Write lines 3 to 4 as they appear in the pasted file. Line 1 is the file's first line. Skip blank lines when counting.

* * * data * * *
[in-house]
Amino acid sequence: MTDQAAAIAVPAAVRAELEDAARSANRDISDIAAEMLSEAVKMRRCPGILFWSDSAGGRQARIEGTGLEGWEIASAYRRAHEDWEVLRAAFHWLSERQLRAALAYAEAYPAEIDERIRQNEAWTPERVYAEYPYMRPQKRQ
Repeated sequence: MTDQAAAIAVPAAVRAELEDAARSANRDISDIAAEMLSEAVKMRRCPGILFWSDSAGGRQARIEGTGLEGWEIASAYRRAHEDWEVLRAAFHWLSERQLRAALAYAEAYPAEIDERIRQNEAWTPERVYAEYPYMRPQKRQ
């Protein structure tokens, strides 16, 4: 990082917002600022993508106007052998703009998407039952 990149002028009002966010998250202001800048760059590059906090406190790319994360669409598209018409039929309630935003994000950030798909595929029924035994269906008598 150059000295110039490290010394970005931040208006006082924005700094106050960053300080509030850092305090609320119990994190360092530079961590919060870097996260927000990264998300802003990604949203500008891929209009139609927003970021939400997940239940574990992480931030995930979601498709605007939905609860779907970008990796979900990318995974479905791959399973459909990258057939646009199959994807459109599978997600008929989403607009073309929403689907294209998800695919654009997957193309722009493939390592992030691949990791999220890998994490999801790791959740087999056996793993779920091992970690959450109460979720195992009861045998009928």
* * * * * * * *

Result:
Repeated sequence: MTDQAAAIAVPAAVRAELEDAARSANRDISDIAAEMLSEAVKMRRCPGILFWSDSAGGRQARIEGTGLEGWEIASAYRRAHEDWEVLRAAFHWLSERQLRAALAYAEAYPAEIDERIRQNEAWTPERVYAEYPYMRPQKRQ
């Protein structure tokens, strides 16, 4: 990082917002600022993508106007052998703009998407039952 990149002028009002966010998250202001800048760059590059906090406190790319994360669409598209018409039929309630935003994000950030798909595929029924035994269906008598 150059000295110039490290010394970005931040208006006082924005700094106050960053300080509030850092305090609320119990994190360092530079961590919060870097996260927000990264998300802003990604949203500008891929209009139609927003970021939400997940239940574990992480931030995930979601498709605007939905609860779907970008990796979900990318995974479905791959399973459909990258057939646009199959994807459109599978997600008929989403607009073309929403689907294209998800695919654009997957193309722009493939390592992030691949990791999220890998994490999801790791959740087999056996793993779920091992970690959450109460979720195992009861045998009928």